As carriers begin to deploy 5G wireless communications technology, tower services companies are aggressively recruiting and training new employees to fill the rapidly growing need for skilled, fully trained cell tower crews.
“SAC is working hard to bridge the gap between the demand for qualified, trained technicians and the expected upsurge in demand as 5G networks are being deployed in the United States,” said Cari Shyiak, the CEO of SAC Wireless, a subsidiary of Nokia.
While job growth in 5G is rising, military veterans proportionally remain the highest unemployed segment of population in the United States. Tower services companies, such as SAC Wireless, which are already faced with a shortage of talent nationwide, are looking to meet their personnel needs by tapping the flow of men and women being discharged from military service.
SAC’s head of training, Cris Challender, said the company has a particular affinity for hiring veterans. “Veterans come from very broad and diverse backgrounds with unique specialties in the various branches of the services, but there are certain disciplines and skills that they all possess,” he said.
Challender, a veteran himself, said that veterans come to SAC Wireless, generally, from military occupations that require fitness. “Tower technicians have to climb anywhere from 150 feet up to 300-500 feet on a daily basis,” he said. “That is not something you can do if you are not fit and agile.”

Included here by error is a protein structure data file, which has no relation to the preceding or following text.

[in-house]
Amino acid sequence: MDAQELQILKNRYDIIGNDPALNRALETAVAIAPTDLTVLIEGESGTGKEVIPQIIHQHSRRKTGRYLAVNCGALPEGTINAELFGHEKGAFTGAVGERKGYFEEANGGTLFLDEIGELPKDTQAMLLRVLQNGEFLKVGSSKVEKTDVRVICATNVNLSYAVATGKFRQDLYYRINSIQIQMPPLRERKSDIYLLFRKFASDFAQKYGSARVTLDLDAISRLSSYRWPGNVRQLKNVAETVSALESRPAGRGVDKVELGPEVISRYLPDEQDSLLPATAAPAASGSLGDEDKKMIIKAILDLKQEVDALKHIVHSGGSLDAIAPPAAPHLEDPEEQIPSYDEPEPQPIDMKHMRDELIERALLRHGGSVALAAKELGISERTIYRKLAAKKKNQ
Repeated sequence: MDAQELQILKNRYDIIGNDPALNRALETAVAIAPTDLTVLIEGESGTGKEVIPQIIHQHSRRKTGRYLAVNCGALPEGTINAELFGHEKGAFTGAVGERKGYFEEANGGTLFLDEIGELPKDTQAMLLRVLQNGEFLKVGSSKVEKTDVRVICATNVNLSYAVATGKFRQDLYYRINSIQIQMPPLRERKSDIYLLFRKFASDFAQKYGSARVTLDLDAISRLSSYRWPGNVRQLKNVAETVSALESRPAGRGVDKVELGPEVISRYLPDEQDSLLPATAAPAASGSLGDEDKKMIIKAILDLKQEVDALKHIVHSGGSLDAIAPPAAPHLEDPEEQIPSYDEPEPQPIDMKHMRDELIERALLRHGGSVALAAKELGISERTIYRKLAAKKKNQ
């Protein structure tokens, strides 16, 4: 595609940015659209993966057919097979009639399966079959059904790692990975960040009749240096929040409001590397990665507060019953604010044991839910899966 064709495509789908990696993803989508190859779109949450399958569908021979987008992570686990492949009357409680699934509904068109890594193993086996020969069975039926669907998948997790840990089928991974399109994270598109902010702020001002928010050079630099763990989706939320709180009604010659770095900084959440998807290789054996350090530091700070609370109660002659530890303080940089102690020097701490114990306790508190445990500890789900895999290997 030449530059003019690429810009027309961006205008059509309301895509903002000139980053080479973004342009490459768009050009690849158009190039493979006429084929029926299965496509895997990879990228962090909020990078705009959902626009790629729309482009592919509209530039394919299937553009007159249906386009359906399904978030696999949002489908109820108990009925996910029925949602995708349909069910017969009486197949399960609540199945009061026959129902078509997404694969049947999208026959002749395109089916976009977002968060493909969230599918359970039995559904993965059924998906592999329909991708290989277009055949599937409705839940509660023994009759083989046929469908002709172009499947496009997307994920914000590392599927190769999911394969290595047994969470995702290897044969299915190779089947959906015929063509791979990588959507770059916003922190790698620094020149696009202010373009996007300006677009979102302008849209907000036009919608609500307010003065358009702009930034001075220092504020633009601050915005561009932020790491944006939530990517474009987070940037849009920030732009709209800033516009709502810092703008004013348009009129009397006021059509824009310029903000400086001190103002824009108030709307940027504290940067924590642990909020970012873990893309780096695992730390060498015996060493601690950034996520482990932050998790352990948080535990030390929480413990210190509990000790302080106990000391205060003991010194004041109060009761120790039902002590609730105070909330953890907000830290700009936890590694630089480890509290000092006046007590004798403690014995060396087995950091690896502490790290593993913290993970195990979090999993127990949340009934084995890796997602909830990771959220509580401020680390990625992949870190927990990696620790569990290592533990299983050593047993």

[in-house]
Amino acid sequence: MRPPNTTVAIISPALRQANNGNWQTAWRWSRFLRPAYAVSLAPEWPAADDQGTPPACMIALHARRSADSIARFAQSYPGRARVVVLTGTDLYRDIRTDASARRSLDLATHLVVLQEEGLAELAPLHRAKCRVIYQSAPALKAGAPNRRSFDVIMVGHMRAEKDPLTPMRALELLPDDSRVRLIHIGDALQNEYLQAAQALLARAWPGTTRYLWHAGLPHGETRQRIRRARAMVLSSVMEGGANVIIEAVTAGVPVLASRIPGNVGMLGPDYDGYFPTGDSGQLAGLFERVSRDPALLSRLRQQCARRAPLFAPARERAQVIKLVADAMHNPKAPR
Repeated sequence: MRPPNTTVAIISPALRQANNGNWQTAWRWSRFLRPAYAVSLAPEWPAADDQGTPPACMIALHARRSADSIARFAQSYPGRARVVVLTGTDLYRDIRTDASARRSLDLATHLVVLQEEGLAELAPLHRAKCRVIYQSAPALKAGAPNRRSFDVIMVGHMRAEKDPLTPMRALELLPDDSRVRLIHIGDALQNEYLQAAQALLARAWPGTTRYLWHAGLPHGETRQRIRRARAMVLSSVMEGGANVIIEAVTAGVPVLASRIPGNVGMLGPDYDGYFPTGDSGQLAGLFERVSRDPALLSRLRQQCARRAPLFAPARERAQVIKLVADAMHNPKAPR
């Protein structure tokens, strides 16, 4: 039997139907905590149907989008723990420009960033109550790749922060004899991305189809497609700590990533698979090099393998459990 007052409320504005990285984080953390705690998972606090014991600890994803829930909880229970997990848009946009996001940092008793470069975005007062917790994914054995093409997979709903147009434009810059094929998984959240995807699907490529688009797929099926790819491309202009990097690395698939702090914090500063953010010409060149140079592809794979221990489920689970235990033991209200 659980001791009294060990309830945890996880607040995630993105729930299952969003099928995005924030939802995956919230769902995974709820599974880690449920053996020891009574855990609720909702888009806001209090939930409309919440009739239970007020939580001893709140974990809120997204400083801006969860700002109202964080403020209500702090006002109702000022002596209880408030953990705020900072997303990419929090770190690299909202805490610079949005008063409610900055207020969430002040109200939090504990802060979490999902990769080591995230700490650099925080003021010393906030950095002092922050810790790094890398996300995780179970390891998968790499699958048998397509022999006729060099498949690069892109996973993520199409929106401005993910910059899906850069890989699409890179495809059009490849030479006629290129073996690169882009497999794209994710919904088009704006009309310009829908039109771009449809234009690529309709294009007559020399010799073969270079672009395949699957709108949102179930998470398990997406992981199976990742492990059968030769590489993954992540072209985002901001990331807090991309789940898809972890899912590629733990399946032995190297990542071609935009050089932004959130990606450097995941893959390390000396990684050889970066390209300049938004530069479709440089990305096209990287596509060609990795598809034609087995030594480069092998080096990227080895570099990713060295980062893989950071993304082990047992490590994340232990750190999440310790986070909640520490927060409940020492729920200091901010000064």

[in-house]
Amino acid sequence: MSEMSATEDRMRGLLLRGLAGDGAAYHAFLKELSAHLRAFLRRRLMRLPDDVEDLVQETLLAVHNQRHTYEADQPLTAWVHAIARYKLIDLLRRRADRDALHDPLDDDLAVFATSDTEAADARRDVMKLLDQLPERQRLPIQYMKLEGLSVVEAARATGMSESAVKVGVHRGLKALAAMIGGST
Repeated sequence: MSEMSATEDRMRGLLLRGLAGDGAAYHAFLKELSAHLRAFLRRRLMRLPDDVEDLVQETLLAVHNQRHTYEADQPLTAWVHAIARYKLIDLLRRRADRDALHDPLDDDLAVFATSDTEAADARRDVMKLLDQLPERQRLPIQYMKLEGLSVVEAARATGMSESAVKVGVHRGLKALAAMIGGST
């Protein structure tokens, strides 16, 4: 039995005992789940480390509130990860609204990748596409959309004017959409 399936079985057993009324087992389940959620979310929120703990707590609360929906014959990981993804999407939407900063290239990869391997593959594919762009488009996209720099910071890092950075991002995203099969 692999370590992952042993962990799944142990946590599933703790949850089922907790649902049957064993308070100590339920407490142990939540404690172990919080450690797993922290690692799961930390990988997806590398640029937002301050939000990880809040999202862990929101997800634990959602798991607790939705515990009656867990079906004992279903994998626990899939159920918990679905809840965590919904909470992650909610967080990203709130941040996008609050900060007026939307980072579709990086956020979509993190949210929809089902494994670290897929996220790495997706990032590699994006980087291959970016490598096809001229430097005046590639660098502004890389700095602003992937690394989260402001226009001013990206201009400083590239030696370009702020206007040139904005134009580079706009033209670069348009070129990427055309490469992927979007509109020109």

Veterans are also known for having a strong work ethic and being motivated. “Those particular strengths make them almost an immediate success in this industry,” Challender said. “They fit right into the culture of the wireless tower industry.”
Veterans may have a mission mindset, Challender said, because of their experience being sent out into the field for specific purposes that may differ each time. “The mission mindset is built on the discipline of having to follow directions, learn, adapt and work toward the endgame,” he said.
SAC Wireless finds veterans through Warriors4Wireless (W4W), whose training program mirrors SAC Wireless’ training, according to Challender. Because of that, SAC Wireless is able to fast-track the training of W4W graduates, reducing it by a couple of weeks. Other sources for veterans include job fairs that are held sometimes near military bases.
SAC Wireless trains its tower technicians in a national wireless training center in Elgin, Illinois, which has several indoor towers, the highest of which is 35 feet, and it also has a 50-foot tower outside. Additionally, it has regional training facilities in Newark, Seattle, Atlanta and Dallas-Ft. Worth.
“Our training centers offer specific tower climbing experience that supplements the experience of the veterans, providing them with a refreshed and productive career opportunity after their military service ends,” Challender said. “They tend to learn faster and generally score slightly higher on tests, as opposed to someone without the military discipline.”